Partnership and Patient Interaction: the Payoff For In-House Technicians
Posted Jun 12, 2013, Published 2013-06-01
While representing a small percentage of the overall market, there are approximately 900* U.S. dental practices—ranging from solo practitioners to corporate dental chains—with in-house laboratories. Technicians who have been on both sides of the fence—working for an independent and an in-house laboratory—say they are vastly different experiences, and many prefer the in-house situation because working side-by-side with dentists provides the ultimate opportunity for teamwork, in-depth case planning and patient interaction.
"The biggest benefit of working in-house is getting to see completed work in the mouth on a daily basis. I enjoy a lot of patient contact and am asked to take shades, etc. so I really feel like part of a team. Since all my work is for the same doctor, I know exactly how he likes things and understand his philosophy," says Michael D'Agostino, CDT, TE, Lab Manager for Dr. Jeffrey Rodney and Dr. Cynthia Purtuc, Pennington, NJ.
Part of their satisfaction derives from the fact that in-house technicians feel they're providing faster, superior service to the patient, given the ease with which they can handle chairside shade taking, custom staining, adjustments and repairs. "There is a great deal of joy that comes from making patients happy," says Jeffrey Covington, Ballard Dental Group, Vicksburg, MS.
Also, remakes are lower because the doctor and technician can easily consult with one another throughout the day. In addition, in-house technicians appreciate the control they have over their work and feel they often experience greater financial stability because they earn a salary and don't have the stresses of owning the business.
Those who previously worked at a step-by-step production laboratory especially welcome the diversity of the in-house experience and opportunity to broaden their knowledge. "In the independent lab, I did only one thing: denture setups. Now, I do anything from alginates to fabricating implant overdentures. The dentist I work for values my opinion and wants to hear my ideas," says Barri Varga, Lab Director at Greenfield Dental Health Care, PC, Greenfield, IN. But being under the same roof is also a double-edged sword. While many of the technical issues are similar in both types of laboratories, in-house technicians say the number of distractions is far more daunting when the dentist is down the hall. "One of the biggest challenges is timing. Getting interruptions or emergencies that have to be taken care of as soon as possible can throw off your whole day's schedule," says a respondent from Iowa.
* Based on LMT's circulation data
LMT's recent poll of in-house technicians shows:
On average, our respondents have worked for 18 years as an in-house technician and their labs employ three people
75% work for general practitioners; 25% for prosthodontists
42% work for solo practitioners, 32% for a group practice, 15% for a corporate dental chain and 11% for a dental partnership.
The majority of in-house technicians are employees of the dental practice, working on a salary or piecework basis. Most often, they work exclusively for that dental practice, although some service additional dentist-accounts and, in some cases, other laboratories.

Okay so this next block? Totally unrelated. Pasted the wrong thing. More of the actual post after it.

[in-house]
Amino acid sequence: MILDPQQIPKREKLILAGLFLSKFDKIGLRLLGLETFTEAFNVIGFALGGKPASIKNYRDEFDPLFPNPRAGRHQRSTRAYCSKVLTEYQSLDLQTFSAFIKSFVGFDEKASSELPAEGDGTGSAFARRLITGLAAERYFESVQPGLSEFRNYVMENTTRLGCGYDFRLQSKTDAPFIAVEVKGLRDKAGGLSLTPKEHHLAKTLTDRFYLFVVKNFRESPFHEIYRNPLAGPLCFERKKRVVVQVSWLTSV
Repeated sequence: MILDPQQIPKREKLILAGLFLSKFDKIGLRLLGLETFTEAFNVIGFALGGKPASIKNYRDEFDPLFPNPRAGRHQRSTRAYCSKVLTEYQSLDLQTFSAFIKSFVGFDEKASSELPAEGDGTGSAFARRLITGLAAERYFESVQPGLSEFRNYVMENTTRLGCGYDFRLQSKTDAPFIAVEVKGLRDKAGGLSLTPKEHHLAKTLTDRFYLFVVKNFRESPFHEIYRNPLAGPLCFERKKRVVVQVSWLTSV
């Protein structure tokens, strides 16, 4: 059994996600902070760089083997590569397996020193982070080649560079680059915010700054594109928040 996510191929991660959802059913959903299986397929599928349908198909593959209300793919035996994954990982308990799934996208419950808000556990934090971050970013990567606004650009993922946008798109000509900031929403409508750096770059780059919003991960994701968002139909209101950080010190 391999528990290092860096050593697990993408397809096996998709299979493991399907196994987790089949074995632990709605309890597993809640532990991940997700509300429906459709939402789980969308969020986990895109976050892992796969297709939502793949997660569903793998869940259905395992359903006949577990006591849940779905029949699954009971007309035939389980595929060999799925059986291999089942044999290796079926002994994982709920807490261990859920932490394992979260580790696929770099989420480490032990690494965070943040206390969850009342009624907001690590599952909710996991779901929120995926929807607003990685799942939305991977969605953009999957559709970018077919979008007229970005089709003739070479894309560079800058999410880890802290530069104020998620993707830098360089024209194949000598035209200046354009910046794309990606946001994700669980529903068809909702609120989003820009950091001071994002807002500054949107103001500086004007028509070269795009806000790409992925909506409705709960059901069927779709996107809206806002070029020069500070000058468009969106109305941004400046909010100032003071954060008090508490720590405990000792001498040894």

Another business model: the technician owns the laboratory but rents space from the dentist and again, either works entirely for that practice or also has outside customers. For example, Jerry Fountain, CDT, and his wife Charlotte, operate Charjer, Inc. and work exclusively for Dental Plus, a dental practice that employs a total of six dentists in two locations, DeRidder and Leesville, LA. The Fountains rent the space in the larger, DeRidder location and the dental practice provides the space in the Leesville location. The practice handles billing and collections and the lab receives a percentage of the restoration revenues. The lab owns all of its equipment and splits the cost of supplies with the practice.
"We've had this partnership for 30-plus years and it's been very successful," says Charlotte. "It's a busy practice so it keeps us busy, especially the same-day dentures, and we don't have to juggle multiple accounts."
The majority of our poll participants don't use any digital fabrication technologies. Among those who do, 28% use an impression or model scanner, 21% use a milling system and 17% use an intraoral scanner.
But as the use of digital technology in the operatory continues to grow, some respondents predict that the in-house laboratory will become an increasingly popular business model since it's an ideal niche for the in-house technician who has the expertise to operate the scanner, design, and stain and glaze. "It's often been said digital technology will declare the technician obsolete but my doctors love having me by their side as a sounding board," says Katja Krull, CDT, Bay Mills Dental Clinic, a tribally run Indian Health Service Clinic in Brimley, MI.
Others predict the growth of the in-house model because of the overall advantages to the dental team and ultimately the patient. "I believe the in-house lab as a business model will grow in popularity," says Joe Malzone, Lab Manager for Dr. John Hulbrock, New York, NY. "It's more practical and doable than most would expect. It allows dentists and technicians to come together and provides all-around benefits for both, including closer involvement and consistency. And as far as the end product, there is no comparison when it comes to communication and execution of the work."
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